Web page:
|Milan Central Station|
Milan Central Station is one of the most beautiful stations I ever saw. It's imposing, monumental and full of interesting details; winged horses, figures in Roman garb, pilasters, medallions and reliefs. Wide stairs and long escalators lead to the magnificently vaulted booking hall and concourse.
Leonardo da Vinci painted his Last Supper on the walls of the Church of Santa Maria della Grazie. The colours faded over the centuries, but this fresco has been restored beautifully. The painting captures the moment when Christ tells that there is a traitor among them. The fresco became famous because each of the apostles acts differently. Some show anger, others, shock or anger.
The Ossuary or Skull Chapel is one of my other favourite places. The walls in the chapel in the Church of San Bernardino in Piazza S. Stefano are decorated with some 3,000 human skulls and bones, laid out in intricate patterns. The chapel is open from 7:30am to noon and 1pm to 6pm; closed Saturday and Sunday afternoon.
Start the day at Piazza Duomo and Milan Cathedral bristling with slender turrets and pinnacles pointing straight into the air. The white sparkling façade looks if it has just been cleaned. Construction began in the 14th century and it took five centuries to complete. Countless flying buttresses, one hundred and thirty-five spires and nearly three thousand statues, no wonder it took so long to complete. Look high up at Madonnina, a gilded bronze statue, crowning the main spire.
Walk around the cathedral so that you can see it from all sides. This impressive building is the third largest cathedral in the world. Number one is St Peter in Rome, and number two is Seville's cathedral in Spain.
Let's now go inside. The first thing you will notice is the temperature: nice and cool and secondly fifty-two 52 pillars, each 3.50m in diameter. Admire the inlaid marble floors, the largest organ in Italy, a magnificent stained glass windows. Climb the steps or take the lift to the roof to marvel at the 2,245 statues on the roof.
|Entrance to Galleria Vittorio Emanuele|
It is now time for refreshments. The best place is Bar Zucca, at the main entrance of Galleria Vittorio Emanuele on the Piazza Duomo side. It is still too early for una zucca, an alcoholic drink made from rhubarb, with a slight medicinal taste. But they also serve cappuccino, café latte, and espresso. The bar was favoured by Guiseppe Verdi, who used to stop here for a drink after concerts at the Scala, which is just around the corner.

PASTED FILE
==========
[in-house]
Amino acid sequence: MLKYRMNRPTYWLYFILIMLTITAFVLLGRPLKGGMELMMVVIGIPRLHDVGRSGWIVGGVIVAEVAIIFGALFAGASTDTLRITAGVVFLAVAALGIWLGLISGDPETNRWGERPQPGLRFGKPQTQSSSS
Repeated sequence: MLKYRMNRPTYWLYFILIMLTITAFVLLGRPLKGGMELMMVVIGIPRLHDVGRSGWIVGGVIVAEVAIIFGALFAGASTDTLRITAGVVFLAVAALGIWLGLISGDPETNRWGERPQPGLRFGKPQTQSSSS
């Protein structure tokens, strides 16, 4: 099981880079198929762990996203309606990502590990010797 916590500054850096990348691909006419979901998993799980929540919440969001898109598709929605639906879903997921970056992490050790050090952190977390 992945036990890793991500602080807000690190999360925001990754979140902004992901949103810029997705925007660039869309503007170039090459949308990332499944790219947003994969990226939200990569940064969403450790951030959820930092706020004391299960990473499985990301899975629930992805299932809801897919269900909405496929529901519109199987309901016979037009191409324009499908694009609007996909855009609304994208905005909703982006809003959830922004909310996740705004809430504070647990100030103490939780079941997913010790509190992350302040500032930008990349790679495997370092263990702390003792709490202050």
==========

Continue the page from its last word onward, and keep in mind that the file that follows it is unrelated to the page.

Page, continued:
When you have finished your coffee and have done enough people-watching, walk to Piazza della Scala to see the famous Theatro alla Scala. You can try to get tickets for a performance, because the box office is open from 12 to 6pm.
Visit Museo Teatrale alla Scala, where you can see theatre sets and costumes. Next to the Scalla is Via Manzoni; Guiseppe Verdi lived and died at number 29. Legend has it that the street was covered in straw so that he could compose without being interrupted by the noise of horses and carriages.
Walk along via Dante (or take a taxi) to Castello Sforzesco, a perfect place to rest your weary feet. The castle was built in 15th century and looks like a brick cube. Give the museum a miss, unless you are a huge fan of medieval paintings.
Have a picnic lunch in the park next to the castle or go to one of the restaurants nearby. A three-course menu will set you back €20 and extra for drinks.
|Cimetero Monumentale - Last Supper|
Let's leave the crowds behind. Take a taxi or hop on the subway. Get off at Garibaldi F.S. (line M2). Cimitero Monumentale is right in front of you. If you are interested in Art Nouveau and Art Deco styles, you will certainly like this cemetery. All graves are decorated with sculptures in these styles. Many graves have framed photos of the deceased which makes a visit very touching.
Cimitero Monumentale is like a museum, even better because it is in the open, very quiet, and peaceful. Be sure to have a look at the life-size sculpture of Leonardo da Vinci's "Last Supper," the leaning Tower of Pisa, and the rock with a plowing farmer. As with all museums and monuments, the cemetery is closed on Mondays.
Time for more mundane matters: shopping. You will find the Italian couturiers in Via della Spiga at No 4 Bulgari and No 14 Cerruti, and in Via Monte Napoleone, at No 5 Gucci, No 11 Versace, No 14 Vuitton, and No 16 Cartier. Continue your shopping (or browsing) in Via Sant'Andrea, No 9 Armani, No 10 Chanel, and No 11 Kenzo. If your budget doesn't allow you to shop here, go to Corso Buenos Aires, full of affordable shops and outlets.
Take the subway to Porta Genova in the Navigli district. Walk along Via Vigevano to the wharf and explore the clubs, bars, and restaurants. Between one aperitif and another, you serve yourself from the buffets that are provided at the happy hour. You will have no problem finding a restaurant, as there are plenty. A big bonus of this area is that there are often live concerts in the evening.